In October of 1997 I was 14 years old and I didn't care very much about the NHL. For one thing, we didn't get NESN at my parents' house, and for another I was too busy watching college hockey to care.
This did not, however, mean that I was not one to attend the occasional Bruins game. I'd been to more than a few times, but the team never really captured my attention in any real way. Hockey was good — I went to dozens of NCAA games every year and played street hockey all the time — but I was indifferent to the Black and Gold, and the NHL in general. For whatever reason, it just never really caught on as a thing I should care about.
On Oct. 30, my dad got tickets to a game between the Bruins and Mighty Ducks, now in their fifth year of existence. I remember a lot of the very vague details about that game, such as that it was on a Thursday night, for example. I know that because the Bruins used to — and perhaps still do — run a promotion in which high school and college students could get half-price tickets in the balcony.
That was a good way, I presume, to get people through the doors when the team was as mediocre-to-bad as it genuinely was in the late 1990s and early 2000s. The season in question, the Bruins were coming off a 61-point campaign (this is what happens when a team allows 300 goals in 82 games, you see) after which they picked some kid named Joe Thornton first overall.
The reason I remember that it must have been a college night was that our section was filled with early-20s yahoos drunk off their asses midway through the first period. And I know they were drunk because this one particular group of, oh, let's call them yahoos, had been heckling Teemu Selanne with the same high-pitched screaming of his name — to imply that he was a woman, you see — which was each time met with uproarious laughter. The way these guys kept saying “Teemu Selanne,” with no real joke behind it other than the pitch at which it was said, was to these young men a late-90s equivalent of Woody Allen's moose bit.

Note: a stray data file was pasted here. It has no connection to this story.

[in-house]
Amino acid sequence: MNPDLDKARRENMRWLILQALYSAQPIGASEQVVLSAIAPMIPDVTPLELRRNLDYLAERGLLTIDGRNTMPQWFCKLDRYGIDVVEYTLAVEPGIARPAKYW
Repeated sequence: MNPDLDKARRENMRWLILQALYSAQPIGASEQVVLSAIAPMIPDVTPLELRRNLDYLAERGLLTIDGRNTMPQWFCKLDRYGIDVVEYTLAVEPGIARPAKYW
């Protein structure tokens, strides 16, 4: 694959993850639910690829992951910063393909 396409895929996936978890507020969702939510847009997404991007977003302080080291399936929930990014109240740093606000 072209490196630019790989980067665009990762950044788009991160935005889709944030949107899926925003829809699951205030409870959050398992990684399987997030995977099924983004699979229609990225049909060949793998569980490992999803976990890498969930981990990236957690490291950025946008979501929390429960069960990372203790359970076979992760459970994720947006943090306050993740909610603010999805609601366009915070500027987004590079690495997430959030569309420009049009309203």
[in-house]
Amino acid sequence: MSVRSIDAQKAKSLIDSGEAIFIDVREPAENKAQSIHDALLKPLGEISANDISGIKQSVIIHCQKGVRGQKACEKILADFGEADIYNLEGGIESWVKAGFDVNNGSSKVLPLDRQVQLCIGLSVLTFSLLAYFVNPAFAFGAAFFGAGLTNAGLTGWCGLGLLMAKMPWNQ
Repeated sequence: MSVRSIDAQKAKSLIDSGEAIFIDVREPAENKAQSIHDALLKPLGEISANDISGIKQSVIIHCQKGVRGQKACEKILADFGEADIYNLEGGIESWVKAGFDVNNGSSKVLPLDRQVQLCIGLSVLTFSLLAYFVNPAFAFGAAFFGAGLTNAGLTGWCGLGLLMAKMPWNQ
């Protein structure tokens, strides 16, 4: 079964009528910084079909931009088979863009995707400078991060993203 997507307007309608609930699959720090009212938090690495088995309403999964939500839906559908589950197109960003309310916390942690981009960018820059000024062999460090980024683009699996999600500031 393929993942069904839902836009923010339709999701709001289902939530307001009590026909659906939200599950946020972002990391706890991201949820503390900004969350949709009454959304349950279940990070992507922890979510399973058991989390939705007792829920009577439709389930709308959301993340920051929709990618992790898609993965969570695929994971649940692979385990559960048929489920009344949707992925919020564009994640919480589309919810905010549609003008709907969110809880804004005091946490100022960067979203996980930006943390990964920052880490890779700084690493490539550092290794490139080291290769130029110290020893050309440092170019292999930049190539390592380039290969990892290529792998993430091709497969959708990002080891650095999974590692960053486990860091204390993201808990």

Again, I didn't follow the NHL and thus didn't know Teemu Selanne from Guy Hebert. The only person on the Mighty Ducks I'd heard of at that time was probably Paul Kariya, whose transcendent performances in the NCAA six or so years earlier were still being whispered about in hushed tones whenever Maine came to town. Going 33-91-124 in 51 games will do that for your reputation in a sport as provincial as college hockey. I suppose I'd probably also seen him inexplicably show up at that Eden Prairie intrasquad scrimmage in D3: The Mighty Ducks. Kariya, though, was not at this game, continuing a holdout that lasted 32 games. Thus, the later implications from the guys a few rows behind us that he and Selanne were in a homosexual relationship seem, in retrospect, all the more non sequitur.
Instead it was Selanne by whom I found myself transfixed. This wasn't quite the Selanne of the Finnish Flash days where he scored more or less at will, but boy could he still get up and down the ice in a hurry, saddled as he was with a deeply inferior talent such as Scott Young on his line and hampered by the fact that the Mighty Ducks were on their fourth road game in six days. Despite that, I think I had probably never seen anything like Selanne's style in the sport of hockey. Not at that time, anyhow. He was magnificent, even if he only finished with three shots on goal.